Not a debate. Formation of hydrogen sulfide i believe is an imminent process (correct me if i am wrong). I do not believe you can run away from it Even if in DSB, you will get hydrogen sulfide and not to mention inside plenum. Hydrogen sulfide formed in plenum is because of the lack of oxygen saturation inside the system and i believe if i am supposed to starve my DSB of oxygen, it will also produce hydrogen sulfide. The reason why we didnt get it is because of the constant exchange of gases through our skimmers, the waves caused by our currents, our occasional water top ups etc. So our oxygen level in our tanks can never really drop down to <0.5mg/L without any unforeseen circumstances but given for blueheaven, i do not know how he managed to do it.. but i believe tat gas sure stinks! If you ever watched documentaries, when they filmed life deep under the ocean in those trenches, you will see gases coming out of some chimneys, those are hydrogen sulfide. and ya, its very black! :sick:

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Back to the topic:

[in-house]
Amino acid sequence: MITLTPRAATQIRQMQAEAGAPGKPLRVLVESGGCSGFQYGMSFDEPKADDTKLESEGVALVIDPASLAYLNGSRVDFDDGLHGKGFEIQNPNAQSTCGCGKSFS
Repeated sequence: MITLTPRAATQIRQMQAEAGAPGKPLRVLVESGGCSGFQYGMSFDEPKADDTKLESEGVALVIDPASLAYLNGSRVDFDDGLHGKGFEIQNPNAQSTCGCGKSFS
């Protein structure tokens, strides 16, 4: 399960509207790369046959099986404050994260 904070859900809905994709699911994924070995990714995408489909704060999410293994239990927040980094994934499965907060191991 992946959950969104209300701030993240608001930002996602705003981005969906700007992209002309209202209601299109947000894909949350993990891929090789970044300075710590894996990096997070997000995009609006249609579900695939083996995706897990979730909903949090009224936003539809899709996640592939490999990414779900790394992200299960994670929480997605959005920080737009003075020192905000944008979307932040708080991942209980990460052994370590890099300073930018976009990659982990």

Everyone been very skeptical when i said about adding an air stone to DSB, everyone said i was wrong because denitrification only takes place where there is a lack of oxygen. Thats correct! Nothing wrong about it. But adding oxygen to the DSB, I am supporting the process of Nitrification. Pls bear in mind tat denitrification and nitrification are two different things.

Ammonia will be oxidised by the bacteria called Nitrosomonas spp. into nitrite and nitrite later oxidised into nitrate by a bacteria called NItrobacter spp. This process is an oxidation process. It therefore requires oxygen.

This is nitrification process.

And whereas for denitrification, i believe everyone knows about it.

So by adding oxygen to the DSB, it has been proven that it is possible for these two processes can be taken place in close proximity. "Anoxic microsites within fecal pellets and detrius will provide a habitat for anaerobic bacteria, while surrounded by porous aerobic waters" as quoted from Julian Sprung's book